Three Things You May Not Have Known About Dr. Dre’s The Chronic

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It’s like this and like that and like this: The Chronic, Dr. Dre’s seminal album and solo debut, that G-funk masterpiece responsible for redefining West Coast rap, will make its streaming debut on Apple Music on Tuesday, June 30 at 8 a.m. PST, according to Rolling Stone. Dre’s LP is an exclusive acquisition for the digital service, though it’s not a surprising one—considering Apple bought Beats Electronics for $3 billion in August of 2014, it makes sense that Dre (who will be hosting a radio show on Beats 1, the free Internet-based radio station and cornerstone of Apple Music) would bequeath streaming rights to the tech titan. Up until now, the album hasn’t appeared on Spotify, iTunes, or elsewhere, a circumstance often attributed to a 2011 legal battle over who owned the album’s digital rights. Despite winning a lawsuit for those rights against his former label, Death Row Records, Dre has since kept the album to himself (it wasn’t even released on his own platform, Beats Music, when it launched last year). But that’s all about to change.

To get you ready for imminent repeat listenings, here are three things you may not have known about The Chronic.

The album’s cover art is a hat tip to Zig Zag cigarette papers

Photograph courtesy ZigZag.com
Photograph courtesy ZigZag.com

As Zig Zag history would have it, a French soldier first thought to roll tobacco in paper after his clay pipe was struck (and broken) by a bullet. That soldier’s likeness is now a major part of the Zig Zag logo. Dre swapped out the soldier’s image for his own, creating album art that is particularly apropos considering the LP’s title.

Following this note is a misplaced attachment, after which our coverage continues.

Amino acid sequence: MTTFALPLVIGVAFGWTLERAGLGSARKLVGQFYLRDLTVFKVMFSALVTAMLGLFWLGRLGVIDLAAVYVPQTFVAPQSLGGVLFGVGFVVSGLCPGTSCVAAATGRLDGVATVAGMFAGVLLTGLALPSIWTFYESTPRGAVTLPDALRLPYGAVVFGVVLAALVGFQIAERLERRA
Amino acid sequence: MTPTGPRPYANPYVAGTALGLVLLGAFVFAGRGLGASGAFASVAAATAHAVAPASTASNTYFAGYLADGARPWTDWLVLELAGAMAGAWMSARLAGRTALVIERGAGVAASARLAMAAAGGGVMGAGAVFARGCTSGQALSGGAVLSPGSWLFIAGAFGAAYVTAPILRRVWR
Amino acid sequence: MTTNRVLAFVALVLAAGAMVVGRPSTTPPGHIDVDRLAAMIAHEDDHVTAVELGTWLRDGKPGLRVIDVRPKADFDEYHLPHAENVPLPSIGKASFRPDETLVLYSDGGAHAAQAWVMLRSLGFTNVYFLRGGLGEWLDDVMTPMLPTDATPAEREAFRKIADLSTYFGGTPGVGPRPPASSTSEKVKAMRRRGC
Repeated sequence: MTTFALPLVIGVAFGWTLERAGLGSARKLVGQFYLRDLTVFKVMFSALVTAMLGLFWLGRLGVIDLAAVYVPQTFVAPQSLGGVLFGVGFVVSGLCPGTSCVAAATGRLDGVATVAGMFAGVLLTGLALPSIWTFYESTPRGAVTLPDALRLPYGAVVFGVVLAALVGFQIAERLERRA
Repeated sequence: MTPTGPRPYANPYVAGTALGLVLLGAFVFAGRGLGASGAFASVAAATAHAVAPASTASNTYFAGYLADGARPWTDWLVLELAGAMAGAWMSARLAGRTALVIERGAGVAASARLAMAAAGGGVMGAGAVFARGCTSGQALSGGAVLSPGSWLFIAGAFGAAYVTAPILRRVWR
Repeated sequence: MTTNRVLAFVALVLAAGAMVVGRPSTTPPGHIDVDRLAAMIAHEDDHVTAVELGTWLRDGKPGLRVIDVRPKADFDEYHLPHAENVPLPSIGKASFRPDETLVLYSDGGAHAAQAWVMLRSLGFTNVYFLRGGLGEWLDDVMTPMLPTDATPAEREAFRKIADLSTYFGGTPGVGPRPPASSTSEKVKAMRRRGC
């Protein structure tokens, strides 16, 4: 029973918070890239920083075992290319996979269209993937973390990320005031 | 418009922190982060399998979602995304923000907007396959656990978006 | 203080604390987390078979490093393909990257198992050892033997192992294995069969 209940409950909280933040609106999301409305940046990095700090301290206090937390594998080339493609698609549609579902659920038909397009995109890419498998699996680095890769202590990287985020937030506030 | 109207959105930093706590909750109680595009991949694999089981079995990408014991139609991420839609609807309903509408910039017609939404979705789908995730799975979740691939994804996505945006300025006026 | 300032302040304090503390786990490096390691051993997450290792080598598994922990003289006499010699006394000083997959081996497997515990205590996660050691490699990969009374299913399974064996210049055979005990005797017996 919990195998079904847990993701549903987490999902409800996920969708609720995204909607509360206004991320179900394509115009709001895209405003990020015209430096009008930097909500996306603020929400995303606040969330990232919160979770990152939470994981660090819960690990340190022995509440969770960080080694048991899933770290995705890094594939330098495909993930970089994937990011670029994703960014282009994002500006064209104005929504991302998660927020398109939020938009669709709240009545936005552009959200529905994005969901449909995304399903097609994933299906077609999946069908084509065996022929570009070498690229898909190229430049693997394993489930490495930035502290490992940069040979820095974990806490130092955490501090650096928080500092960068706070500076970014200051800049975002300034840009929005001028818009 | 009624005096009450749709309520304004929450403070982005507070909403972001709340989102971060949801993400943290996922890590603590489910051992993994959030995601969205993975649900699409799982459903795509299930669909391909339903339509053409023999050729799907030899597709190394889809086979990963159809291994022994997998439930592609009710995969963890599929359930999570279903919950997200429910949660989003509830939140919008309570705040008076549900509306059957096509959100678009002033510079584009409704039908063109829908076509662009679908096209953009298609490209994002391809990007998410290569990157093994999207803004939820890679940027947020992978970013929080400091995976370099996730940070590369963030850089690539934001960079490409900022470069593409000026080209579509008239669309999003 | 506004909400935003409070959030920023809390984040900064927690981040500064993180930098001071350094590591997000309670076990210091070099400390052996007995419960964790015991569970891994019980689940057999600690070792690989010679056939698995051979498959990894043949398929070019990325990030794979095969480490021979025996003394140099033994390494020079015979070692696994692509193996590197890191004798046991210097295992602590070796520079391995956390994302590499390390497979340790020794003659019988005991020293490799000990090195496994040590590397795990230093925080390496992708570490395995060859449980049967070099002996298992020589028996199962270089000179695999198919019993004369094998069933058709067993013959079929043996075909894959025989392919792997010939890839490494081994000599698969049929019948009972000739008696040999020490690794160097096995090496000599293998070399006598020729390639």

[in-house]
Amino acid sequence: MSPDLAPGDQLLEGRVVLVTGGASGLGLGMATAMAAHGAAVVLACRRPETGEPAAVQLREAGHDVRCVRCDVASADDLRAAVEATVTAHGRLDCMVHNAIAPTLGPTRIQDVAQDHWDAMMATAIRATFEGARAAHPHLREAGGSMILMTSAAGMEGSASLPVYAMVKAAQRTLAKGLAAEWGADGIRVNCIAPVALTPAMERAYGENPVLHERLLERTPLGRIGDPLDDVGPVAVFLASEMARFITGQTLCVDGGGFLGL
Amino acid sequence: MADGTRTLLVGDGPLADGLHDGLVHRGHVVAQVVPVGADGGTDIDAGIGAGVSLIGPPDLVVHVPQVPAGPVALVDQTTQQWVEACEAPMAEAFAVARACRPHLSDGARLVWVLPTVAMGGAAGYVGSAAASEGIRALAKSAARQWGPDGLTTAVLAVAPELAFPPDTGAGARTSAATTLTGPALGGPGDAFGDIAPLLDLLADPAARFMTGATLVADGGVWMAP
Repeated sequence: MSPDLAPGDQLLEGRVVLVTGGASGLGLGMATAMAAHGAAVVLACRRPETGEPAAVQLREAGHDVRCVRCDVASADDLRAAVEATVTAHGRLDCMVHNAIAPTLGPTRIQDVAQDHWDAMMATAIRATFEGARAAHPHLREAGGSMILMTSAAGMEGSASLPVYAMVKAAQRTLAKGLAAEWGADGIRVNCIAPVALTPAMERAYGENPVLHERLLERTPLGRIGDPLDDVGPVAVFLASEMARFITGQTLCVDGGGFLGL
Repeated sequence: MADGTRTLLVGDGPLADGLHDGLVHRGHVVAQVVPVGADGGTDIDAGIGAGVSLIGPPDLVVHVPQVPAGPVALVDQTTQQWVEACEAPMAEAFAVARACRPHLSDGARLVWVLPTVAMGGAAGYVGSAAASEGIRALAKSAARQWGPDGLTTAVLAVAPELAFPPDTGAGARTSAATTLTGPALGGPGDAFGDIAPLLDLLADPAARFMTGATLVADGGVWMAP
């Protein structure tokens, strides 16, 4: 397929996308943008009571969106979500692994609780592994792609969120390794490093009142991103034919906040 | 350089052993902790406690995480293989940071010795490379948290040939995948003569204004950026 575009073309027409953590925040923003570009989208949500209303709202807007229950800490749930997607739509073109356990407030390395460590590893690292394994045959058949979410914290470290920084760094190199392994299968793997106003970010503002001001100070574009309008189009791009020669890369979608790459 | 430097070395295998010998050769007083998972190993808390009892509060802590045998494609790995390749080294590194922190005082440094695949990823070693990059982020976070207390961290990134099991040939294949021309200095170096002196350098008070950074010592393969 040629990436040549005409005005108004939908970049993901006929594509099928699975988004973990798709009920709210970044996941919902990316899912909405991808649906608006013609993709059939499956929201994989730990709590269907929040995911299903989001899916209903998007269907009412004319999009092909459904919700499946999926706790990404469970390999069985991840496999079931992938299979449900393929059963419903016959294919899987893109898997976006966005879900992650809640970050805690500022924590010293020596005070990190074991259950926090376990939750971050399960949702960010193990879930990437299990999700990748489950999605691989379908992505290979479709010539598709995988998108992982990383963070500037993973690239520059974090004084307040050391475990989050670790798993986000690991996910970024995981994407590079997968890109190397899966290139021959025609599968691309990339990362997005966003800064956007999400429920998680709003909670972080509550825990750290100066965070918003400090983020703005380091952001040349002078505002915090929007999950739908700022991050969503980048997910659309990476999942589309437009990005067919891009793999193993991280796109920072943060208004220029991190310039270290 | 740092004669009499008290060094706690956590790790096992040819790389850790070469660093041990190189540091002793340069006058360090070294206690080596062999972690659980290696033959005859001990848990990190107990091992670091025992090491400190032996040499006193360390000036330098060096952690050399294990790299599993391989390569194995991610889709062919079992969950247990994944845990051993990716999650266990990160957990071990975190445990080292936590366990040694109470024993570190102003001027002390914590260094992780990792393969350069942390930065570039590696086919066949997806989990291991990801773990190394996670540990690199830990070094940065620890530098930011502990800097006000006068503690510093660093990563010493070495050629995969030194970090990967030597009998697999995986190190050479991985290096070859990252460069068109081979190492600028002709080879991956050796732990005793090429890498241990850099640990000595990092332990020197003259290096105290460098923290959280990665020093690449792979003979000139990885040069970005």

Dr. Dre discovered Snoop Dogg thanks to En Vogue

Photograph courtesy youtube.com
Photograph courtesy youtube.com

It was Snoop’s freestyle over “Hold On” that caught the Dr.’s ear. As Snoop once relayed to LA Weekly, “Warren G called me and was, like, ‘Snoop, I got Dre on the phone, he liked the tape, he wants to work with us.’ And I said, ‘Nigga, stop lying.’ And someone said, ‘Hello?’ And I said, ‘Who’s this?’ And he said, ‘It’s Dre. Man, that shit was dope. I want to get with you. Come to the studio Monday.’”


The album features real recordings from the L.A. riots

Photograph by Ted Soqui
Photograph by Ted Soqui

The Chronic was, in part, a reaction to the riots that gripped Los Angeles in the wake of the Rodney King verdict. Matthew McDaniel, who was an intern for KDAY during the riots, documented the unrest with his camera—and then picked up the phone and called Dr. Dre. According to NPR, McDaniel’s “camera captured furious Angelenos, and one man in particular: ‘Damn it, you need to step your punk ass to the side, and let us brothers, and us Africans, step in, and start putting some foot in that ass!’…And there was another man. While he’s speaking, he lifts a toddler onto his shoulders: ‘I’m gonna tell you right now. If I have to die today for this little African right here to have a future, I’m a dead motherfucker.’ McDaniel says he knew he had powerful tape…’At that point in time,’ he says, ‘you could just call Dr. Dre up on the phone. Not so easy for people now. Anybody, you could just get Dre’s number, call him up, he’d pick up the phone.’” Dre ended up sampling McDaniel’s tape in “Lil Ghetto Boy” and “The Day Niggaz Took Over.”